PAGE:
It’s that time of year, time to grab a book and hit the beach. At least ideally it would be that time of year, for some reason this year has been especially rainy, but curling up with a good book can happen anywhere. I recently started following PureWow, a great resource for people living near big cities (they cover New York, Chicago, Dallas, San Francisco, and the Hamptons). I love the weekly emails, even though they’re evoking the dreaded FOMO (or, fear of missing out, for those of your who don’t do acronyms). My favorite find so far is their Literary Doppleganger page, a page that allows you to click on a recent favorite and see other similar books.
The Night Circus is full of magic and love, mostly in that order. For a generation that grew up with Harry Potter it is a welcome glimpse into an equally rich but much more mature magical world. The two protagonists are forced into a cruel life of imprisonment, bound by an enchantment (of course) and forced to duel each other and create beautiful additions to a circus they both build and run. However, as fate would have it, these two competitors are too well matched and as they compete they each begin to fall in love with the very person they are trying to destroy. What follows is a story that challenges the reader to suspend disbelief as they watch these two young magicians discover the truth and try to overcome the devastating situation they find themselves in. Morgenstern created an intricate and elaborate setting, which I enjoyed but some may argue borders on overly descriptive. Most of the characters are complex and intriguing but some of the momentum is lost in the plot, which could have been more thought out, and much less complicated.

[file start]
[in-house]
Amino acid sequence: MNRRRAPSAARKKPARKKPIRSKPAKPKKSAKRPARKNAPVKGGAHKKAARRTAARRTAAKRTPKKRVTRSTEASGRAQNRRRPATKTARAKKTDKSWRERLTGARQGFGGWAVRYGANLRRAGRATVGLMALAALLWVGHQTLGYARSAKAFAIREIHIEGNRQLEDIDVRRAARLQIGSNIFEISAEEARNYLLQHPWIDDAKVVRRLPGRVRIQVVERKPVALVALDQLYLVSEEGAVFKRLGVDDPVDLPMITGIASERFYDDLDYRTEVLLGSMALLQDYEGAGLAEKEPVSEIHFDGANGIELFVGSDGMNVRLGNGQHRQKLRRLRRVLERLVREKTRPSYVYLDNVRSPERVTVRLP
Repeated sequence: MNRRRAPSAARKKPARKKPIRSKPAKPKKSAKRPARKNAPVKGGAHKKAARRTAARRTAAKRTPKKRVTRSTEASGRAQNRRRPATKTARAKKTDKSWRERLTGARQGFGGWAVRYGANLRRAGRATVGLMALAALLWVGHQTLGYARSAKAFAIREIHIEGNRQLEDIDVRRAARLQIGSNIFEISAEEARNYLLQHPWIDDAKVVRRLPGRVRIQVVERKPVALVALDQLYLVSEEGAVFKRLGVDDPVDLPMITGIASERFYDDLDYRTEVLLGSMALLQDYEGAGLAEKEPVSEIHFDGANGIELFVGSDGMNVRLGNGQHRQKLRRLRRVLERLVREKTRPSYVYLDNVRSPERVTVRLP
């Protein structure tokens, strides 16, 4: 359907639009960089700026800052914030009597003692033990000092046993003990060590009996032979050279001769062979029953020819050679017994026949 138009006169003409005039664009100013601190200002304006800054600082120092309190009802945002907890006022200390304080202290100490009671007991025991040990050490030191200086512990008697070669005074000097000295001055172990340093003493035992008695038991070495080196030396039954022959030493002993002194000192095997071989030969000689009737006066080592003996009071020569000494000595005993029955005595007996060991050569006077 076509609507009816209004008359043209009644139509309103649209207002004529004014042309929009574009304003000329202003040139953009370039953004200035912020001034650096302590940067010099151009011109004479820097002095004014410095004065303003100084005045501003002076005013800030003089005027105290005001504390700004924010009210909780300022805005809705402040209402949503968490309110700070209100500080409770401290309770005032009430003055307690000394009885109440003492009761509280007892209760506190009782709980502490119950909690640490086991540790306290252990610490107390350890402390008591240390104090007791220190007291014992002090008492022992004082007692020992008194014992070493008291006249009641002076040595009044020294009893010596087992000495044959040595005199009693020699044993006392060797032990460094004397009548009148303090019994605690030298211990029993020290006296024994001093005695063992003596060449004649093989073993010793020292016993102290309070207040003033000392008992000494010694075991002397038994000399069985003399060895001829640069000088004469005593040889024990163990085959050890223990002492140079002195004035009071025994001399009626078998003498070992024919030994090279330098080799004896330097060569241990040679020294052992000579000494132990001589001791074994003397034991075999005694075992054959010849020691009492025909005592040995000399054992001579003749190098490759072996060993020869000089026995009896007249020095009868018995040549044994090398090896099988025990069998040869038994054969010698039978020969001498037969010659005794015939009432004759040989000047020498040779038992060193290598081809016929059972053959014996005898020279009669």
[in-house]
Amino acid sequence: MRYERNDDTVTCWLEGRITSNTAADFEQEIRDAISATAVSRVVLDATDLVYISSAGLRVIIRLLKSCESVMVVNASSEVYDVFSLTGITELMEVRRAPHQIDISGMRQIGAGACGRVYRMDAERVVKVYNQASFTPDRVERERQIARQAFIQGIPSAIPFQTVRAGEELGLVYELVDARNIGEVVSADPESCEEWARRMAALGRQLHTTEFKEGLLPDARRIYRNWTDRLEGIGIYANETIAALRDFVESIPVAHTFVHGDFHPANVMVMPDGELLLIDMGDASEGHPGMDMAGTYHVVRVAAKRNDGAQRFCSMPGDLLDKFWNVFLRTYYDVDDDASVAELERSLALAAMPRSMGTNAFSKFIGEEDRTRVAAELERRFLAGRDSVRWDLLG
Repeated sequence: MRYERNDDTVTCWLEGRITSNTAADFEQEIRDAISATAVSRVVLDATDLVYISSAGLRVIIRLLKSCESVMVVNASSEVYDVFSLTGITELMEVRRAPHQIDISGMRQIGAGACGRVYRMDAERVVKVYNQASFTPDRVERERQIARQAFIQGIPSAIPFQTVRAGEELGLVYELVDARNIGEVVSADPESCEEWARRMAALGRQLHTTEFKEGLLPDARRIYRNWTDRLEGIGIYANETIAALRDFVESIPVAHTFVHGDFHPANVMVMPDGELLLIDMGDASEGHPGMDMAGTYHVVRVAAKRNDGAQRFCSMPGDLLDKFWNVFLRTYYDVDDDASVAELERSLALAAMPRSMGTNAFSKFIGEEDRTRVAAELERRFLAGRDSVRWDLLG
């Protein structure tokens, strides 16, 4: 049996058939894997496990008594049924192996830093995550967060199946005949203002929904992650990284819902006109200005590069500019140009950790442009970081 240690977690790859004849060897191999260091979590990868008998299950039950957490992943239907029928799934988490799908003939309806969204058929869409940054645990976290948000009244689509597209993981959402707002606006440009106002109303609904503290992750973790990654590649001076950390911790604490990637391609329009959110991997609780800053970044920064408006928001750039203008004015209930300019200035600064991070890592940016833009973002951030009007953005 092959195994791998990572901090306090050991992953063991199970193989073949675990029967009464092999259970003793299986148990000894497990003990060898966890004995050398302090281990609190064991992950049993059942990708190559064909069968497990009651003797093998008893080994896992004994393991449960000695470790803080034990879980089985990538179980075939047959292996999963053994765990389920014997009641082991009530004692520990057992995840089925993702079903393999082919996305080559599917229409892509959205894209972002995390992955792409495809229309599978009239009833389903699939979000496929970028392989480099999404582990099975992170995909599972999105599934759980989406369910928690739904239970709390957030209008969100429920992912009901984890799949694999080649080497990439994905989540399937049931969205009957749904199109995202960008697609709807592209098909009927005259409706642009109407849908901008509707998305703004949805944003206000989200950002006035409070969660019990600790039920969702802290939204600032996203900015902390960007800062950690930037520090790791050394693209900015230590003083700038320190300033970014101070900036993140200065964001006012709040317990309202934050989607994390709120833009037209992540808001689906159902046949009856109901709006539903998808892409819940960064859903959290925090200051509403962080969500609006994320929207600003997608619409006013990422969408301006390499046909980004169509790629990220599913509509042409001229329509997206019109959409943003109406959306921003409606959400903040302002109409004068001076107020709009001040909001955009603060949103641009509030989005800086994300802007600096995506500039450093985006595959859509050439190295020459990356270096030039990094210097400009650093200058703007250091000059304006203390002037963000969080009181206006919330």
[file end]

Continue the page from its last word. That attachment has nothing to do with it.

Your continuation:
(Disclaimer: you’ll need to be willing to believe in magic, and the power of love, but only for about 400 pages.)
The juice cleanse. It’s a “new” phenomena, that isn’t really all that new.
But as they say, what’s old is new again. Many religions have used the idea of fasting and cleansing as a way to reconnect with your spiritual side (some would say by driving you to the brink of sanity), and of cleaning out the body. Although the new attention given to juice cleanses seems to center around detoxification and weight loss, it seems like something which such a long rich history must have some medicinal benefits. Although the popular made to order juice cleanses, such as The Blueprint Cleanse, Organic Avenue’s Cleanse, and The Suja Cleanse will set you back a few hundred dollars, many of the recipes can be made at home. It could also be argued that this would be the better option since the focus is on fresh, high quality produce, and somehow shipping juices cross-country seems counterintuitive. Most cleanses last three days, but they can range from one to five (and in some cases much longer I’m sure, although this isn’t suggested).
I’ve found a few interesting articles that discuss the “juice cleanse craze” and the the pros and cons to consider before jumping on the bandwagon.
(Click on images for a link to the articles)